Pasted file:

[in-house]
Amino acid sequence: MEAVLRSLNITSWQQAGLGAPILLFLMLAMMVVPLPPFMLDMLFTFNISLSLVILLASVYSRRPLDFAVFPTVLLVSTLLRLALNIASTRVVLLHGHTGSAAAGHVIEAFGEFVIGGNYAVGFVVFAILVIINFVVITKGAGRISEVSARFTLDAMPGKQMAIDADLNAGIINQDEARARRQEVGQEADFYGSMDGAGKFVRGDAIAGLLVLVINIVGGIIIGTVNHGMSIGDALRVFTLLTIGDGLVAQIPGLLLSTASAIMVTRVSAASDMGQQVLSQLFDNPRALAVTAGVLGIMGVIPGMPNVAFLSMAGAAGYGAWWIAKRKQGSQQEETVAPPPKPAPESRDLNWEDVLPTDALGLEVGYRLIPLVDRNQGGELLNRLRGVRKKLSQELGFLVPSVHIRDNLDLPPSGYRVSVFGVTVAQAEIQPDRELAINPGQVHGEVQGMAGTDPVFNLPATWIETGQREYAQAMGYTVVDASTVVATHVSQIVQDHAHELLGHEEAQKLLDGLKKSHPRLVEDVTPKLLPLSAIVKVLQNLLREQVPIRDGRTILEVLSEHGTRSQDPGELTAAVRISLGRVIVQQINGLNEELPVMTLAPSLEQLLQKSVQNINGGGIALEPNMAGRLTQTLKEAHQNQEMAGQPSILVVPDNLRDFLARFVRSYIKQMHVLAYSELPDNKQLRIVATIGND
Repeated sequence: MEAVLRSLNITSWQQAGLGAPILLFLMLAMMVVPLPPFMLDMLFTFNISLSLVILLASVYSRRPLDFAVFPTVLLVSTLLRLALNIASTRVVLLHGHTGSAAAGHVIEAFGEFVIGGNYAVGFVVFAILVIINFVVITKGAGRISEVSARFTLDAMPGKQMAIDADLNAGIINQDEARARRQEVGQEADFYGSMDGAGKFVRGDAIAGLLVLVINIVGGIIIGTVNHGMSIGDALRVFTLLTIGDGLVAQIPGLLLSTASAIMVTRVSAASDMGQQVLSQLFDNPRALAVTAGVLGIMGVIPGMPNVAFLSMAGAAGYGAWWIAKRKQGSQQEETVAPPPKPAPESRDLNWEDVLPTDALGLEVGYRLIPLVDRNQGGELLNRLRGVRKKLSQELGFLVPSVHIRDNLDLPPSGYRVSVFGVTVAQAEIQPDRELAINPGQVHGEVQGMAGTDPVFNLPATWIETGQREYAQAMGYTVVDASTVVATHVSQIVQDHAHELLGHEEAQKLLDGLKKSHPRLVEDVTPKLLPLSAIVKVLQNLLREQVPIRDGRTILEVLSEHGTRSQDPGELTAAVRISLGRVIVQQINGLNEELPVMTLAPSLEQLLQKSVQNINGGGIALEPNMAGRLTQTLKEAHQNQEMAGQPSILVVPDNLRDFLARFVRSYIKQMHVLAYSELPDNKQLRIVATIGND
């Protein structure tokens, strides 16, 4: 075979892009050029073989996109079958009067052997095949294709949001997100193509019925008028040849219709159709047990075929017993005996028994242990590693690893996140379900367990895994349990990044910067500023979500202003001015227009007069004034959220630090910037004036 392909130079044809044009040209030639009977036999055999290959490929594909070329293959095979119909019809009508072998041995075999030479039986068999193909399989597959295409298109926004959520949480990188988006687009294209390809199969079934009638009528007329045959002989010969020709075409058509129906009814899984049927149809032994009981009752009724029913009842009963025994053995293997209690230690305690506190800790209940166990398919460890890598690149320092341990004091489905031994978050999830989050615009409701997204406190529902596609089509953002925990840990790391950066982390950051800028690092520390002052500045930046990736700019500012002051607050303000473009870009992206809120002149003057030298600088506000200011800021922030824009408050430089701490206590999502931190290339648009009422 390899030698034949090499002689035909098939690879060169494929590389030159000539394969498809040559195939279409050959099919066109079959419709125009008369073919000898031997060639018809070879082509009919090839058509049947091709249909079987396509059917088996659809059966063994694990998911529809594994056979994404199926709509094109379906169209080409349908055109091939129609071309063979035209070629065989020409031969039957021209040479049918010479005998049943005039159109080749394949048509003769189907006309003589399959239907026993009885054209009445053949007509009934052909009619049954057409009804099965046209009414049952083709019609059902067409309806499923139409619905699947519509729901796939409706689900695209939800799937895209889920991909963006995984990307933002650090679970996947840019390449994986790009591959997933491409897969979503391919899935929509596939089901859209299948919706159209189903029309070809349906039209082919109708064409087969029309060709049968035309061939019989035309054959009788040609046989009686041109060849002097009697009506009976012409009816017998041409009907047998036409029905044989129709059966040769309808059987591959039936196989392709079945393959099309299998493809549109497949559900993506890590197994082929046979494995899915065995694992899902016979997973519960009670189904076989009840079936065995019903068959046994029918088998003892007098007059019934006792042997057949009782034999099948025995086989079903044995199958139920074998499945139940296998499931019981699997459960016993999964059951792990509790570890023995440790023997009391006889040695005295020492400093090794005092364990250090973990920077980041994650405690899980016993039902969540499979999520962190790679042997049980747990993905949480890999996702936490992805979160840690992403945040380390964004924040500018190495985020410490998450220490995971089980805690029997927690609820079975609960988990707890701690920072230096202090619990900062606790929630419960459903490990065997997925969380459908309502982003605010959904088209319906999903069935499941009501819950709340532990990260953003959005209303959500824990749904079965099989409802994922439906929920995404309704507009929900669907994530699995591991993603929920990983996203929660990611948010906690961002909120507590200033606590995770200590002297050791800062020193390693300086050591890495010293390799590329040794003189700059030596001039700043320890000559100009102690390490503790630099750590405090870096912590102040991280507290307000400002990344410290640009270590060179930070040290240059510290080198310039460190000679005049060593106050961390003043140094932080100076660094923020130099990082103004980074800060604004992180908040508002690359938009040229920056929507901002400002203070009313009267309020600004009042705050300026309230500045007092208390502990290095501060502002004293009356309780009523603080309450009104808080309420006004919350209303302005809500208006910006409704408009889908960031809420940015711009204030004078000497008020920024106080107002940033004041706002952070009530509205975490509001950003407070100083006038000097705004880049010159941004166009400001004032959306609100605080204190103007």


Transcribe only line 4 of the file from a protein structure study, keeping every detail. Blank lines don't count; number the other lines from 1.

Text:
């Protein structure tokens, strides 16, 4: 075979892009050029073989996109079958009067052997095949294709949001997100193509019925008028040849219709159709047990075929017993005996028994242990590693690893996140379900367990895994349990990044910067500023979500202003001015227009007069004034959220630090910037004036 392909130079044809044009040209030639009977036999055999290959490929594909070329293959095979119909019809009508072998041995075999030479039986068999193909399989597959295409298109926004959520949480990188988006687009294209390809199969079934009638009528007329045959002989010969020709075409058509129906009814899984049927149809032994009981009752009724029913009842009963025994053995293997209690230690305690506190800790209940166990398919460890890598690149320092341990004091489905031994978050999830989050615009409701997204406190529902596609089509953002925990840990790391950066982390950051800028690092520390002052500045930046990736700019500012002051607050303000473009870009992206809120002149003057030298600088506000200011800021922030824009408050430089701490206590999502931190290339648009009422 390899030698034949090499002689035909098939690879060169494929590389030159000539394969498809040559195939279409050959099919066109079959419709125009008369073919000898031997060639018809070879082509009919090839058509049947091709249909079987396509059917088996659809059966063994694990998911529809594994056979994404199926709509094109379906169209080409349908055109091939129609071309063979035209070629065989020409031969039957021209040479049918010479005998049943005039159109080749394949048509003769189907006309003589399959239907026993009885054209009445053949007509009934052909009619049954057409009804099965046209009414049952083709019609059902067409309806499923139409619905699947519509729901796939409706689900695209939800799937895209889920991909963006995984990307933002650090679970996947840019390449994986790009591959997933491409897969979503391919899935929509596939089901859209299948919706159209189903029309070809349906039209082919109708064409087969029309060709049968035309061939019989035309054959009788040609046989009686041109060849002097009697009506009976012409009816017998041409009907047998036409029905044989129709059966040769309808059987591959039936196989392709079945393959099309299998493809549109497949559900993506890590197994082929046979494995899915065995694992899902016979997973519960009670189904076989009840079936065995019903068959046994029918088998003892007098007059019934006792042997057949009782034999099948025995086989079903044995199958139920074998499945139940296998499931019981699997459960016993999964059951792990509790570890023995440790023997009391006889040695005295020492400093090794005092364990250090973990920077980041994650405690899980016993039902969540499979999520962190790679042997049980747990993905949480890999996702936490992805979160840690992403945040380390964004924040500018190495985020410490998450220490995971089980805690029997927690609820079975609960988990707890701690920072230096202090619990900062606790929630419960459903490990065997997925969380459908309502982003605010959904088209319906999903069935499941009501819950709340532990990260953003959005209303959500824990749904079965099989409802994922439906929920995404309704507009929900669907994530699995591991993603929920990983996203929660990611948010906690961002909120507590200033606590995770200590002297050791800062020193390693300086050591890495010293390799590329040794003189700059030596001039700043320890000559100009102690390490503790630099750590405090870096912590102040991280507290307000400002990344410290640009270590060179930070040290240059510290080198310039460190000679005049060593106050961390003043140094932080100076660094923020130099990082103004980074800060604004992180908040508002690359938009040229920056929507901002400002203070009313009267309020600004009042705050300026309230500045007092208390502990290095501060502002004293009356309780009523603080309450009104808080309420006004919350209303302005809500208006910006409704408009889908960031809420940015711009204030004078000497008020920024106080107002940033004041706002952070009530509205975490509001950003407070100083006038000097705004880049010159941004166009400001004032959306609100605080204190103007």